A Meru High Court has ordered the county government to pay a hotelier Sh500m for wrongfully evicting him from a hotel facility situated in Meru National Park.
Justice Thripsisa Cherere issued the order compelling Meru Finance Chief Officer Kabii Chabari and Finance Executive Titus Ntuchiu, to honour an earlier arbitral award against the devolved unit.
An arbitrator had on December 19, 2019 found the county government liable for illegally evicting Leopard Rock Mico Limited – the owner of Leopard Rock Lodge from its hotel facility and ordered it to pay Sh445,022,388.28.
However, the county government appealed the verdict arguing that it was in conflict with the law but lost. The hotelier moved to court to compel Mr Chabari and Mr Ntuchiu to settle the amount.
The court heard that the amount accumulates Sh2.2 million interest per month, currently adding up to Sh500million which should be paid to Mr Michael Dechauffour-the hotelier.
Through lawyer Peter Wanyama, the hotelier had protested that he continued to suffer losses through non-payment of the amount yet a decision had been made.
Mr Dechauffour told court that despite serving the county government with a demand letter in May 2021, there was no action taken and asked the court’s help to get his money.
“The applicant obtained a decree for the principal sum of Sh445,025,388.28 together with costs and interest, which sum remains unsettled to date,” read part of the application.
On January 22, 2021, Justice Patrick Otieno dismissed an application by the county government seeking to set aside the 2019 arbitral award.
The arbiter had awarded the hotelier of Sh329.6 million for cost of the facilities built by Leopard Rock Mico Limited and Sh7.4 million as cost of movable assets.
“…the court finds no reason to set aside the award with the concomitant finding that if it cannot be faulted then there is nothing to hold back the enforcement of the award as a judgment of the court,” the judge ruled.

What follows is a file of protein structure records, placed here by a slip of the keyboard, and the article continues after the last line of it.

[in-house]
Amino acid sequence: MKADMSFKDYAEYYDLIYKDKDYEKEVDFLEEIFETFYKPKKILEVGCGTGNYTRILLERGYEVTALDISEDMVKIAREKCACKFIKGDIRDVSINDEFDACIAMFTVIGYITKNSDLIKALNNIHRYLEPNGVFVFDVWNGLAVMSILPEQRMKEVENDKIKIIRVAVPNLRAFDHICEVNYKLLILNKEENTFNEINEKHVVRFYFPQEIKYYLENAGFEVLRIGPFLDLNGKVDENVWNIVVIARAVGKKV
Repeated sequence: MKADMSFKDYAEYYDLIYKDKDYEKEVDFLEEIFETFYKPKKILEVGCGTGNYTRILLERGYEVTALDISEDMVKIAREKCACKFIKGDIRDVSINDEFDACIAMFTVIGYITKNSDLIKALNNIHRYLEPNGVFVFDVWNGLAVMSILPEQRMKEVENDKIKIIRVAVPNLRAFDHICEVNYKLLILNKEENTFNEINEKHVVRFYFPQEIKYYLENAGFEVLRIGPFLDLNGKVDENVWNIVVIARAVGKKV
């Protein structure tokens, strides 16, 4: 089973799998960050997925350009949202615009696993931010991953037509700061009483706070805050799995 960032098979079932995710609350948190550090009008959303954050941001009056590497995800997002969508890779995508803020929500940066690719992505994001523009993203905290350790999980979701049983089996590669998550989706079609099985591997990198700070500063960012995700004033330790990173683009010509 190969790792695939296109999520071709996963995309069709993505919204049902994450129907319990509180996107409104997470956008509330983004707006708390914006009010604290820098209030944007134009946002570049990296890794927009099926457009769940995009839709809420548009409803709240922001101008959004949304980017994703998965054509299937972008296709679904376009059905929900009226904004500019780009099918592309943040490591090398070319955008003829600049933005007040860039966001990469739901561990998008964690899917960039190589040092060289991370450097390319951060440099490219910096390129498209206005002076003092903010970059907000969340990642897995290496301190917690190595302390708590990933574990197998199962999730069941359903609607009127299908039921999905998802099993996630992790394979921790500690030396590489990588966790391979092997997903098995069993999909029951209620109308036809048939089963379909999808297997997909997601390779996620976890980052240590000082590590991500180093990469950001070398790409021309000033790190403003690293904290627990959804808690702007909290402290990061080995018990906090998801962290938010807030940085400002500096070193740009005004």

The dispute started in 2015 when the former county administration issued a termination notice to Leopard Rock Mico Limited but it was not executed.
Another notice was issued by the current administration in 2018 before the county government forcibly took over the lodge in March 2019 leading to the court case.
According to court documents, Leopard Rock Mico Limited, which entered a lease agreement with the defunct Nyambene County Council for the development of the 40 acre hotel, in 2001 and 2008, was to use the facility until 2034.
The matter was referred for arbitration by a Meru court and in 2019, the arbitrartor Calvin Nyachoti awarded Leopard Rock Mico Limited Sh329.6 million.
But Mr Dechauffour argued that the 2001 lease was backdated to 1997 since his company had taken over the liabilities of the previous owner, Meru Adventure Limited and improved the lodge into a modern hotel.
He argued that the award was based on valuation done by Barker and Barton Kenya, LLP, which was approved by both parties at pre-arbitration.
Mr Dechauffour told the court that the 1997 and the 2008 leases were inseparable.
In his ruling, justice Otieno ruled that the arbitrator acted within ‘his mandate, power and jurisdiction.’
He further dismissed the county government’s argument that the issue of who built the facility was not addressed.
The judge said the High Court has no mandate to review proceedings of arbitration.